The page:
Diverging Approach: A Bridge Too Far, Part 2

Last week, this blog dove into Illinois’s forthcoming capital bill, with a skeptical look at extensions to Metra’s BNSF service into Kendall County. While the merits of the $440 million Kendall County extension price tag can be debated, the $3.8 billion elephant in the room is the megaproject at the other end of the BNSF line, the massive One Central project over the Metra Electric tracks at 18th Street. (Mayor Lightfoot is not pleased that the capital bill includes language that lets the state pursue a public-private partnership for the massive project without additional input from the city.)

One Central bills the transit center (which somehow will cost two-thirds more than the entire CTA Red Line South extension from 95th/Dan Ryan to 130th Street) as “the intersection of transit, civic and community interests at this iconic Lakefront destination” and “Chicago’s Opportunity to Integrate Transit”. To be fair, there’s no argument that (1) the site has lots of potential since it’s currently connected to Metra Electric trains and Amtrak Illini/Saluki/City of New Orleans trains passing through the site, and (2) the Museum Campus is woefully disconnected from downtown and the city as a whole. While this project can absolutely serve as a catalyst to maximize those opportunities, the execution as currently proposed deserves more than a little bit of skepticism, especially as a developer tries to get Illinois taxpayers at least partially on the hook for $3.8 billion of transit investment in a region with plenty of more pressing needs.

First and foremost: does Chicago need a brand-new centralized transit hub? The short answer is, we already have a pretty darn good one. It’s about 125 years old, and we named our central business district after it. With a few glaring accessibility needs for people with mobility issues, The Loop is incredibly effective as a centralized transit hub that links rapid transit lines from around the city as well as convenient (within a block or two) connections to commuter and regional rail. The Loop is brilliant because it distributes peak period traffic throughout the CBD, allows for both through-routing and terminal routes that end downtown, and keeps trains moving since there are no stub terminals (although historically each elevated railroad company did operate an auxiliary stub terminal adjacent to the Loop).

Then there’s Union Station, Amtrak’s primary non-East-Coast hub and where six of Metra’s 11 lines terminate. Chicago recently completed a very nice bus terminal directly connected to the lower-level rail concourses and there’s been some buzz I’ve heard about including a direct connection to the Clinton Blue Line station as part of larger-scale redevelopment of some Amtrak-owned land in the West Loop. While Union Station is plenty crowded and cramped, there’s no real reason to believe a new transit hub a mile and a half away as the crow flies down by Soldier Field will fix what ails Union Station (or the Loop, for that matter), especially not to the tune of nearly $4 billion. Even One Central’s proposed link with Amtrak is underwhelming, since there are only three Amtrak services that use that line, and all three offer transfers to the Metra Electric in Homewood already.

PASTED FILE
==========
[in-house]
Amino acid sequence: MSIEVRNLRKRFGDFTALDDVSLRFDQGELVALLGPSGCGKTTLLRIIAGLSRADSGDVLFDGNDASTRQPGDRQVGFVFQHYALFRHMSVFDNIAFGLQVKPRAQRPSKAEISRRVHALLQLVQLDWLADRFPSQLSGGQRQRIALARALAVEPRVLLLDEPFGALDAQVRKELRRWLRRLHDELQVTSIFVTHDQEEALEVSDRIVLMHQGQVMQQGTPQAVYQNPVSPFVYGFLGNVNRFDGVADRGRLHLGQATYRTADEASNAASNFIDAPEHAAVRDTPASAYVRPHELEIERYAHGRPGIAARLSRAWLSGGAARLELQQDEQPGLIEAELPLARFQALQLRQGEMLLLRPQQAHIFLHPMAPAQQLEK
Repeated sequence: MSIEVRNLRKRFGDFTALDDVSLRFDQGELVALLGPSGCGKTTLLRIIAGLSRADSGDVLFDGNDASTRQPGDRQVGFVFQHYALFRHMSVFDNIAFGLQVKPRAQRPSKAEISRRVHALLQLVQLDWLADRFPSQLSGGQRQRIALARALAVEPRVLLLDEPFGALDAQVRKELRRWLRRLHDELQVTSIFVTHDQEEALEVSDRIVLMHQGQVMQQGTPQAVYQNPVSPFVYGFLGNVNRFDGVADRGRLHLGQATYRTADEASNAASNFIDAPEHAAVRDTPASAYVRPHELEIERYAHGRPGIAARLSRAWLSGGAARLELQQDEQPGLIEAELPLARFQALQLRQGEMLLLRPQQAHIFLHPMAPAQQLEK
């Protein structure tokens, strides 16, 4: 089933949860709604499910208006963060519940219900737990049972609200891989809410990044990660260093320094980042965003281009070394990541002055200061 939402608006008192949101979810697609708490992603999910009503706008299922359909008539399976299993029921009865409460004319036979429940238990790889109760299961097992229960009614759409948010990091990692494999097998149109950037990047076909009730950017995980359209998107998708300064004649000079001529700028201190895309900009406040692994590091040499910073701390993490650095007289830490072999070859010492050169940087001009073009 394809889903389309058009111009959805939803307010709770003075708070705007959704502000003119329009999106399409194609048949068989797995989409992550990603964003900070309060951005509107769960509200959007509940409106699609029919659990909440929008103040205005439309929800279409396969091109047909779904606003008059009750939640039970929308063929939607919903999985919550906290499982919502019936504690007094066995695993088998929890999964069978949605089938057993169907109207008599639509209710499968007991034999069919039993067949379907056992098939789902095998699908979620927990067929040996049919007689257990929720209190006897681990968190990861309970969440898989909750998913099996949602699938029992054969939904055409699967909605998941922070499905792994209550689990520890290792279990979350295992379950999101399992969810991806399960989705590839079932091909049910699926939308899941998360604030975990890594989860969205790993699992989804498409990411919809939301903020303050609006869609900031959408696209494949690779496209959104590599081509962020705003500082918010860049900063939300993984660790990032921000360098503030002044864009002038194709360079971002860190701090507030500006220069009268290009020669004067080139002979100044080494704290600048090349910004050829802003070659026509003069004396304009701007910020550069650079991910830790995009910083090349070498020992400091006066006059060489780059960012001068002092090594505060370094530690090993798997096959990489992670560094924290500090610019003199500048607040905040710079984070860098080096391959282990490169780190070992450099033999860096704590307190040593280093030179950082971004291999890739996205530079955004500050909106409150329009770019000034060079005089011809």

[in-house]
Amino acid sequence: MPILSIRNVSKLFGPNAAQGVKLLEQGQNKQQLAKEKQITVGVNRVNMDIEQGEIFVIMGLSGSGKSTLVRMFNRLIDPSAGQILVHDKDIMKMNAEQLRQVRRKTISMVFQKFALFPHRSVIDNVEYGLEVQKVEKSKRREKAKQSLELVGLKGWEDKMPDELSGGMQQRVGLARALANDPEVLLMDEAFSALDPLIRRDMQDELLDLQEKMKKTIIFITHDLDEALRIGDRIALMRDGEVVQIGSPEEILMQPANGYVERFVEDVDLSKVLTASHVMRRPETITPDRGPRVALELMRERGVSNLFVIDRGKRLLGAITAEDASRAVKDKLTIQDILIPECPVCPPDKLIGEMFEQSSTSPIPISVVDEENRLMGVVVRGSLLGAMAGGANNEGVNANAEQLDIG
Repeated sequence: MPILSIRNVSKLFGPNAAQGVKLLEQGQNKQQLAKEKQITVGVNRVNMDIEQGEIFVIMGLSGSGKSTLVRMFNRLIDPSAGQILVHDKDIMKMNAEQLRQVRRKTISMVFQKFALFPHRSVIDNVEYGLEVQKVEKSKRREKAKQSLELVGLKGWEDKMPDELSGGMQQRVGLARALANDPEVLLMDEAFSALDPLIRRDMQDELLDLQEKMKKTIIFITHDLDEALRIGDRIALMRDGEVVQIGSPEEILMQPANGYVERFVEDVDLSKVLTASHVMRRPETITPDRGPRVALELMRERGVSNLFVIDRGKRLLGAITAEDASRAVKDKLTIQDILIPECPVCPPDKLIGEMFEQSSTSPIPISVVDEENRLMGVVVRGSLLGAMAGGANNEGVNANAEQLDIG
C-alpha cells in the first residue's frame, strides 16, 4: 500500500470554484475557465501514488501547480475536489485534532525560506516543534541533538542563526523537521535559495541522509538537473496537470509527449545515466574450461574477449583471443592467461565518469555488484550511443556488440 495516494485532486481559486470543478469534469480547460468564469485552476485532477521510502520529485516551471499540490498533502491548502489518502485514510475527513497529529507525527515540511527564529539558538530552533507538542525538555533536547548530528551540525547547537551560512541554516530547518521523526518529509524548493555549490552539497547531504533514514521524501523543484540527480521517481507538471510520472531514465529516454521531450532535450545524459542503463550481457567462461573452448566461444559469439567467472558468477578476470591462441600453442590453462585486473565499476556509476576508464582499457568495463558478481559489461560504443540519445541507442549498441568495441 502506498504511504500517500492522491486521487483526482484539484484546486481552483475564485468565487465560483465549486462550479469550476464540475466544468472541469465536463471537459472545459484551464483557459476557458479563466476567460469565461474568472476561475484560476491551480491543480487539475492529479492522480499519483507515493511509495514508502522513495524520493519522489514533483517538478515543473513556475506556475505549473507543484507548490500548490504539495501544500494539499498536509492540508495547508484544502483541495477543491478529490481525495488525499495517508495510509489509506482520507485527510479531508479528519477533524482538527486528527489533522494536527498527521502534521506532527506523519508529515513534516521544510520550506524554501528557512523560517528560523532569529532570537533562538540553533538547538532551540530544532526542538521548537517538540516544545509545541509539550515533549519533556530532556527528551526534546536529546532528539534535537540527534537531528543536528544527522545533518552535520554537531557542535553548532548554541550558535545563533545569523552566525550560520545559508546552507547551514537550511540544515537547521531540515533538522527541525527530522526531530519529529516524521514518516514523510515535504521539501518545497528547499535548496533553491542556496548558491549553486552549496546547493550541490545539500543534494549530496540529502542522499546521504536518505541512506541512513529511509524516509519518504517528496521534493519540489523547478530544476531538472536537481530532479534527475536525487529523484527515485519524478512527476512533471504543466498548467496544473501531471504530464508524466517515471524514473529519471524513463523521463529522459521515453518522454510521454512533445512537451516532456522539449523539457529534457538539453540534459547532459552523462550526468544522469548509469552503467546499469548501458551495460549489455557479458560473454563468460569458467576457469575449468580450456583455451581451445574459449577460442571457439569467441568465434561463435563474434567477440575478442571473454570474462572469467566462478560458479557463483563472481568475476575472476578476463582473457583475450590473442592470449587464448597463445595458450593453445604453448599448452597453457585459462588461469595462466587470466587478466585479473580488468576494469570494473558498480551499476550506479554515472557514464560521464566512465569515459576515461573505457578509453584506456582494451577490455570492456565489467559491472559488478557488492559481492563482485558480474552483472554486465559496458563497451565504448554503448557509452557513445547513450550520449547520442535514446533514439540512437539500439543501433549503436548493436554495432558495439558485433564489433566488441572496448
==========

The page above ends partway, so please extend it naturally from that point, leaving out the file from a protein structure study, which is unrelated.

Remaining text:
Second, let’s be honest: centralized transfer hubs without integrated fare policies will inevitably lead to underwhelming outcomes, since passengers are charged two full fares to complete a trip. It’s hard to see how One Central would encourage a Metra Electric rider to pay an extra $2.50 to get on an extended Orange Line to get into the Loop when they could just ride the ME the rest of the way to Van Buren or Millennium and hoof it for free, other than the pure convenience factor (in which case, proposed operations will have a much bigger impact on the effectiveness of the transit center — more on that later). This is a common theme on this blog and among other Chicago transit advocates, so I won’t dive too far into this at this moment, other than to point out how far even a fraction of $3.8 billion could go to get Metra’s fare structure more solidly integrated with the CTA and Pace.

Third: while it’s good to see that Mayor Lightfoot is jumping in to slow down the momentum on the process as a whole to get more public input on the project, it’s a bit of an indictment of our various planning agencies and the service boards that there’s enough of a vacuum around the Museum Campus that an out-of-state developer can just hop in with an expensive transportation plan that doesn’t seem to make all that much sense and we just go ahead and sneak part of it into an important statewide capital bill. There was some momentum back in 2014 when the Chicago Park District announced they were looking into a long-range plan for the Museum Campus and Mayor Emanuel announced a Museum Campus Transportation Task Force, but both proposals seemed to wither after plans for the Lucas Museum fell through. A comprehensive plan for downtown-area transit and transportation with some actual teeth to it would help guide investment with clear long-term expectations vetted by the public, rather than letting investment guide transportation plans based on what a developer finds most profitable in the current market.